Haftarat Shelach: Important Spies

[Yehoshua 2:1-24]

“Yehoshua bin Nun sent two spies from Shitim, secretly saying: Go observe the Land and Yericho” (Yehoshua 2:1). 

Our Sages give us additional information, which is not explicit in the text, about the identity of the two spies: they are, in fact, Pinchas and Calev (Bamidbar Rabbah 16:1).  This is not Calev’s first spy mission.  As our parashah explains, when Moshe Rabbenu sent out the spies, Calev ben Yefuneh was the one chosen from the Tribe of Yehudah (Bemidbar 13:7), while Yehoshua himself was the one chosen from the Tribe of Efraim (ibid. v. 8).  Out of the twelve individuals sent by Moshe Rabbenu to spy out the Land, only Yehoshua and Calev remained faithful to their mission and tried to convince the Nation of Israel to ascend to Eretz Yisrael.  “Calev silenced the Nation towards Moshe and said: We can surely ascend and conquer it, for we can surely do it” (ibid. v. 30).  To our great distress, however, their efforts were in vain.  The Nation did not listen and was severely punished. Only Calev ben Yefuneh and Yehoshua bin Nun were permitted to enter the Land(ibid. 14:24 and see v. 30).

Regarding Pinchas: although he was a novice in spying, he had already shown himself to be a loyal, veteran soldier for the Nation of Israel.  He had stopped the tragedy of the Nation’s  licentiousness with the daughters of Moav (Bemidbar 25), and was later appointed Cohain Gadol following his grandfather Aharon and his father Elazar (Bemidbar 31:6). 

Pinchas the Cohain Gadol and Calev were men of the highest stature.  Yehoshua was both the army’s Chief of Staff and the Divine messenger for receiving the Torah: “Moshe received the Torah from Sinai and passed it to Yehoshua” (Pirkei Avot 1:1).  He was the loyal student of Moshe Rabbenu: “His servant, Yehoshua bin Nun, a young man, would not depart from within his tent” (Shemot 33:11).  And so we see that there is no contradiction between learning and fulfilling the Torah on the one hand and serving in the army of Israel on the other.  The same individual was both a brilliant yeshiva student who completely observed the Torah, and, at the same time, a courageous fighter and military Chief of Staff.  This is really not surprising, seeing as one must fulfill all of the mitzvoth – including the mitzvah of  conquering the Land of Israel, even if it requires going to war (Sefer Ha-Mitzvot of the Rambam, positive mitzvah #4 in the additions of the Ramban).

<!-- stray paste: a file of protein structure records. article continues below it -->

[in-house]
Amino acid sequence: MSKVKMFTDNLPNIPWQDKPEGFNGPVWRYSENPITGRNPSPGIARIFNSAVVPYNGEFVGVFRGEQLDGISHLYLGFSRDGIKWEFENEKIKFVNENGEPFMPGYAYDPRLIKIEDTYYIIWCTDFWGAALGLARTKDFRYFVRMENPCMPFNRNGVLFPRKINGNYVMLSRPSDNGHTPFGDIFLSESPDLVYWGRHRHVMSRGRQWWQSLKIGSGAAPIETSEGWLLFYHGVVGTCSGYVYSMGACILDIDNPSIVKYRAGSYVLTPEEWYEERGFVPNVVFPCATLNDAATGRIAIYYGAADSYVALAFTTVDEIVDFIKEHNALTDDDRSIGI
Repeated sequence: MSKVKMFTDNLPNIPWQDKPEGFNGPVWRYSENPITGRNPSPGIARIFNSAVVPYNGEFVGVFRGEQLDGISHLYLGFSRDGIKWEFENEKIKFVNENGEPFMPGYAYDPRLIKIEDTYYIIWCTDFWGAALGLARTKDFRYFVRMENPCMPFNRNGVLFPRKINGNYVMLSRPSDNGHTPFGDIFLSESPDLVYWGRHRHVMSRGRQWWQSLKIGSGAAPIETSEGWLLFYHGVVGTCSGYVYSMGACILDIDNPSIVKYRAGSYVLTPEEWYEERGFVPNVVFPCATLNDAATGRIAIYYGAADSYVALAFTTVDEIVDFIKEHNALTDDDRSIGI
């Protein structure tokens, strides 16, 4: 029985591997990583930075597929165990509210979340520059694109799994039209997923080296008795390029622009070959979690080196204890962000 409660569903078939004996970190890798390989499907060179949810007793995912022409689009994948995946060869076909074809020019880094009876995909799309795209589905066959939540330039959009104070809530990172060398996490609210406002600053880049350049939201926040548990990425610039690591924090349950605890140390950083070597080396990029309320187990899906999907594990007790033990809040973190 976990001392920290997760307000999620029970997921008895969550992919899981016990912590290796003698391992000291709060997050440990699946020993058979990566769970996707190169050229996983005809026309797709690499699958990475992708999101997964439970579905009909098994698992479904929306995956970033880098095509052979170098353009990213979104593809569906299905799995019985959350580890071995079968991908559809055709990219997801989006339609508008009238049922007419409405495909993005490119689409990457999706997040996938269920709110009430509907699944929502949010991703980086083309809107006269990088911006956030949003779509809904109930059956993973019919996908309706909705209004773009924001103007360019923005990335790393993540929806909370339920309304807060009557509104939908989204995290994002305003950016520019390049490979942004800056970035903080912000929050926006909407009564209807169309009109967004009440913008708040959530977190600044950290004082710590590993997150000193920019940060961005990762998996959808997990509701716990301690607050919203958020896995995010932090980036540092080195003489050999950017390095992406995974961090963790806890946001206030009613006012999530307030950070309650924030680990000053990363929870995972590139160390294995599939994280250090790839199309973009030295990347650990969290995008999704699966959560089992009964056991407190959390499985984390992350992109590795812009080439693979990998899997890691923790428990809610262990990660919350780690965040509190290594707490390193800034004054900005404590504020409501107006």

In contrast to the other spies sent by Moshe Rabbenu, who did not understand the importance of their role, and, instead of fulfilling it, spread panic throughout the Nation, Calev and Pinchas were entirely committed to their mission. Our Sages explain that this is in fact the reason behind their success (Bemidbar Rabbah 16:1). 

The Haftarah explains that Calev and Pinchas sought shelter in the house of a woman who hid them on the roof (under stalks of flax) from the guards who pursued them.  She ignored the order of the King of Yericho to hand them over and sent the guards running off in the wrong direction (Yehoshua 2:1-7).  The thing which is most surprising, however, is that this came from a woman who did not live a life of virtue.  Her home does not seem like the most appropriate place for our spies, who are about to bring our Nation into the Holy Land.  But nothing is by happenstance - it is all directed by Hashem.  It was Hashem’s will that they would enter Eretz Yisrael in this way, and so He directed them to this house.

We must understand that many times, great and holy things occur through complex situations.  And this is how it was with our spies.  We learn from their situation that even when things happen in a way which is not ideal in our eyes, the decision for them to occur this way comes from Hashem.  The ways of Hashem are hidden from us.  We read in the Book of Iyov (14:4): “Who can bring what is pure from the impure?  No one!”  Hashem alone can reveal the pure from within the midst of impurity.

Maran Ha-Rav Kook explained at length (Orot pp. 35-36) that this parashah teaches us that in our times, in Eretz Yisrael, even if events do not parallel the pure ideals to which we aspire, we must not despair:  for in the future this impurity will be transformed into great holiness.